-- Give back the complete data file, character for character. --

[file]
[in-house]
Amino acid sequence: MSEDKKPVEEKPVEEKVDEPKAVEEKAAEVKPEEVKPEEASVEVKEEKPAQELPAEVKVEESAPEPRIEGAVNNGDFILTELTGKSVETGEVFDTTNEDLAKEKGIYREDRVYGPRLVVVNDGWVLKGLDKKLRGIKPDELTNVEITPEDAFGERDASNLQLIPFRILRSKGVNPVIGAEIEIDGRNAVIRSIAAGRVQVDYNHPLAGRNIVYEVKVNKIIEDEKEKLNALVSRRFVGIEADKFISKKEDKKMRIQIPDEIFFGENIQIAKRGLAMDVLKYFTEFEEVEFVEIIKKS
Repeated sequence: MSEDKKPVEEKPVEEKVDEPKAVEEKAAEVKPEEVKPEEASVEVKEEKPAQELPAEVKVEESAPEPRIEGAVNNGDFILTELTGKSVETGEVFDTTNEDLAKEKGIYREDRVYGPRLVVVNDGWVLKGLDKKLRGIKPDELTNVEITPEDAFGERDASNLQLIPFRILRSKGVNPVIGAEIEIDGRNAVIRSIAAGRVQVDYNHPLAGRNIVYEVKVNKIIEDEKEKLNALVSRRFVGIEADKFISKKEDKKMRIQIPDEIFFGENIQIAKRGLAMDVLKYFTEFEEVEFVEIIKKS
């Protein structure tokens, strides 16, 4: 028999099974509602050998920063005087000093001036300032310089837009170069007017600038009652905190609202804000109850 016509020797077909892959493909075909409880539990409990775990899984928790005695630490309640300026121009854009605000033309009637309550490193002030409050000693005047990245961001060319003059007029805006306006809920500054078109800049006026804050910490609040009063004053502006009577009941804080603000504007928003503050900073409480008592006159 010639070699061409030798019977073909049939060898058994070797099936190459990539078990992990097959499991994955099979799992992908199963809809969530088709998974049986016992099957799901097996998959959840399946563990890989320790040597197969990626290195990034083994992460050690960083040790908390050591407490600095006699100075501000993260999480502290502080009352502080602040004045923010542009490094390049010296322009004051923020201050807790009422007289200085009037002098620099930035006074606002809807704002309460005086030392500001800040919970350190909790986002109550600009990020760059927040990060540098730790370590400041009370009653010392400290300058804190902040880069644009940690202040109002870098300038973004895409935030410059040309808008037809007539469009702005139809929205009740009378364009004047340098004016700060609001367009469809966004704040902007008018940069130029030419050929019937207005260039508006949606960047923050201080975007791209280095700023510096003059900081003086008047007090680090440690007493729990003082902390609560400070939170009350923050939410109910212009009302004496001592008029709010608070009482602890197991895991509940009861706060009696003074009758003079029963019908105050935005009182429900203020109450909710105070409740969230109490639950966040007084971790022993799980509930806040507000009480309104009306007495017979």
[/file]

[in-house]
Amino acid sequence: MSEDKKPVEEKPVEEKVDEPKAVEEKAAEVKPEEVKPEEASVEVKEEKPAQELPAEVKVEESAPEPRIEGAVNNGDFILTELTGKSVETGEVFDTTNEDLAKEKGIYREDRVYGPRLVVVNDGWVLKGLDKKLRGIKPDELTNVEITPEDAFGERDASNLQLIPFRILRSKGVNPVIGAEIEIDGRNAVIRSIAAGRVQVDYNHPLAGRNIVYEVKVNKIIEDEKEKLNALVSRRFVGIEADKFISKKEDKKMRIQIPDEIFFGENIQIAKRGLAMDVLKYFTEFEEVEFVEIIKKS
Repeated sequence: MSEDKKPVEEKPVEEKVDEPKAVEEKAAEVKPEEVKPEEASVEVKEEKPAQELPAEVKVEESAPEPRIEGAVNNGDFILTELTGKSVETGEVFDTTNEDLAKEKGIYREDRVYGPRLVVVNDGWVLKGLDKKLRGIKPDELTNVEITPEDAFGERDASNLQLIPFRILRSKGVNPVIGAEIEIDGRNAVIRSIAAGRVQVDYNHPLAGRNIVYEVKVNKIIEDEKEKLNALVSRRFVGIEADKFISKKEDKKMRIQIPDEIFFGENIQIAKRGLAMDVLKYFTEFEEVEFVEIIKKS
């Protein structure tokens, strides 16, 4: 028999099974509602050998920063005087000093001036300032310089837009170069007017600038009652905190609202804000109850 016509020797077909892959493909075909409880539990409990775990899984928790005695630490309640300026121009854009605000033309009637309550490193002030409050000693005047990245961001060319003059007029805006306006809920500054078109800049006026804050910490609040009063004053502006009577009941804080603000504007928003503050900073409480008592006159 010639070699061409030798019977073909049939060898058994070797099936190459990539078990992990097959499991994955099979799992992908199963809809969530088709998974049986016992099957799901097996998959959840399946563990890989320790040597197969990626290195990034083994992460050690960083040790908390050591407490600095006699100075501000993260999480502290502080009352502080602040004045923010542009490094390049010296322009004051923020201050807790009422007289200085009037002098620099930035006074606002809807704002309460005086030392500001800040919970350190909790986002109550600009990020760059927040990060540098730790370590400041009370009653010392400290300058804190902040880069644009940690202040109002870098300038973004895409935030410059040309808008037809007539469009702005139809929205009740009378364009004047340098004016700060609001367009469809966004704040902007008018940069130029030419050929019937207005260039508006949606960047923050201080975007791209280095700023510096003059900081003086008047007090680090440690007493729990003082902390609560400070939170009350923050939410109910212009009302004496001592008029709010608070009482602890197991895991509940009861706060009696003074009758003079029963019908105050935005009182429900203020109450909710105070409740969230109490639950966040007084971790022993799980509930806040507000009480309104009306007495017979």